“Dichotomy”, the first full-length album by Lansing, Michigan’s loud indie punk rockers FOXGRAVE (ex FOXHOLE), is scheduled for the official release on March 22nd on Smog Moon Recordings, and today we’re thrilled to give you its first full listen below! While still creating an exceptional marriage between powerpop vibes and harsh, grungy indie punk, FOXGRAVE has founded countless new ways to hold our attention: deploying an emboldened melodic arsenal and enough power to light up your hearts and get your feet moving!
In conjunction with the premiere, the band sat down to share their thoughts on the inspiration, or apparent meaning of each of the album’s individual songs, and here’s what they had to say! Scroll down to check it out.
From the small town dystopia of Mid-Michigan comes Foxgrave. Featuring clever guitar interplay characteristic of sophisticated indie rock, Foxgrave is also unafraid of big, loud pentatonic guitar solos à la Dinosaur Jr. The drums and bass are tight and booming, providing a solid landscape for textural melodies. Foxgrave takes the accessible elements of modern pop punk (Title Fight, The Wonder Years) and boils them back down to the influences of primordial ‘90s emo groups like Jawbreaker and Pinkerton-era Weezer. Foxgrave have been playing shows around the Mid-west since late 2017 while honing their sound and writing their debut LP, “Dichotomy”, out March 22nd on Smog Moon Recordings. Preorders are now available at smogmoonrecordings.bandcamp.com.
FFO: Samiam, Alkaline Trio, and Latterman.
4/20 – Lansing, MI – Stoopfest
5/18 – Chicago, IL at the Burlington Bar w/ the Grool Brothers, Mollow, and Gosh Diggity.
You And Your Friends Are Dead
This song is about people pursuing money and acceptance instead of their passion. The title is based on a terrible Nintendo game from the ‘80s, Friday the 13th. Ironically enough, the lyrics in the chorus, “We’re all fucking failures because we got no degrees,” were written by the only person in the band with a college degree
Kill The Man
Every band has written a song about their shitty day job. The working-person’s song is something that any self respecting group has to make because we all start at the bottom; pulling our way up through our busy days and long nights. The “droning dead-end job” song is a standard, not a cliche, and this is a good example of one.
This is Skyler’s first chance to slam a lead on the album, and what a way to come in swinging. The Jawbreaker-inspired riff really drives through and expresses the overall mood of the lyrical content — continuing for the sake of survival despite self created obstacles.
High and Disowned
Any drug user inevitably finds themselves at a crossroads with their loved ones. Usually, it’s an ultimatum, “stop using, or we’re done.” A sensible person would kick their habits. The character in this song does the opposite.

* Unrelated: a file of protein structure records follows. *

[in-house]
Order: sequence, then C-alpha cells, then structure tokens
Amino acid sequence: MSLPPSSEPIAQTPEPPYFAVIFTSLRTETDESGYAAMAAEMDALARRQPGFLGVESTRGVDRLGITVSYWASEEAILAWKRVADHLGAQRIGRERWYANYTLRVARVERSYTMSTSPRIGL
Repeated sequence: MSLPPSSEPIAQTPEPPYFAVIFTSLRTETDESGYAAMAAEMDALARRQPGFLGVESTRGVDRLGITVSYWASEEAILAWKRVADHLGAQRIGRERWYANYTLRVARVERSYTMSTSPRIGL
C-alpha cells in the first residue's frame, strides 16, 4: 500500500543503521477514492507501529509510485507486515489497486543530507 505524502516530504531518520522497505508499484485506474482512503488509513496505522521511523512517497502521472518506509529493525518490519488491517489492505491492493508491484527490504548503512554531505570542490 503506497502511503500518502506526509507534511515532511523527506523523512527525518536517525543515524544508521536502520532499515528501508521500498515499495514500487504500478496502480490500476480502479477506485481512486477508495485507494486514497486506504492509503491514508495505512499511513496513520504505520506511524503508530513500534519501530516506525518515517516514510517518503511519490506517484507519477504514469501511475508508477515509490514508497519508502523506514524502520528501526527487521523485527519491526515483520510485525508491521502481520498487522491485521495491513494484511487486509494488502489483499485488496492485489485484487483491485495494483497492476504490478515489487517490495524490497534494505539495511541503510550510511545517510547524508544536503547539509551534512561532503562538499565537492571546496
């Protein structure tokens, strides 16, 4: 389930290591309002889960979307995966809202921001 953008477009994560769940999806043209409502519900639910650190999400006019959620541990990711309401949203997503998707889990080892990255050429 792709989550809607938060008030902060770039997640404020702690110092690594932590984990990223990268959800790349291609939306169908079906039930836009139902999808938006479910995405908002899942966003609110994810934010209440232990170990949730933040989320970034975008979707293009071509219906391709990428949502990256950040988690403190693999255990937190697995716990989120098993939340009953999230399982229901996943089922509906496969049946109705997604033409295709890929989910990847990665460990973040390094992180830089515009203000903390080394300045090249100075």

It’s about making choices despite judgment from other people, including your past self. Everybody does things they said they would never do; things they aren’t proud of and things they never thought they could. We all have different passions and vices. We all hold different ideas closely.
The remedy to feeling alienated by your friends sometimes appears to be saying “fuck it,” dropping everything and heading out on your own. Surely there are people in your life you would never leave behind. This song explores the side of you that desperately wants to set out alone and start over, no matter who or what you’re abandoning.
The Pines is a reference to a grimy, mediocre apartment complex where we spent a good chunk of our high school days. At its core, it’s an odd to hopelessness, pointless mischief and a complete lack of direction as you creep into adulthood.
Fast and to the point. The only way to live life. We all exist on this spinning speck of dust floating in an endless void for no good reason. Deal with it.
We tend to have a song on each of our releases that dabbles in freeform poetry. This was inspired by the more sinister aspects of nature, school, religion and the passage of time — all things that can act as a binding force on your humanity. It also addresses the concept of social performance, meaning you are molded into who you are by outside experiences and influences — whether you like it or not.
There isn’t a more clear example of a dichotomous relationship than that between science and religion. Our songs are often upbeat with dark lyrics. We wanted a song that reflected the clashing of ideas. The beginning of the song is driving and abrasive while the end is mid-tempo and hopeful. We felt that it was a good way to close our freshman album.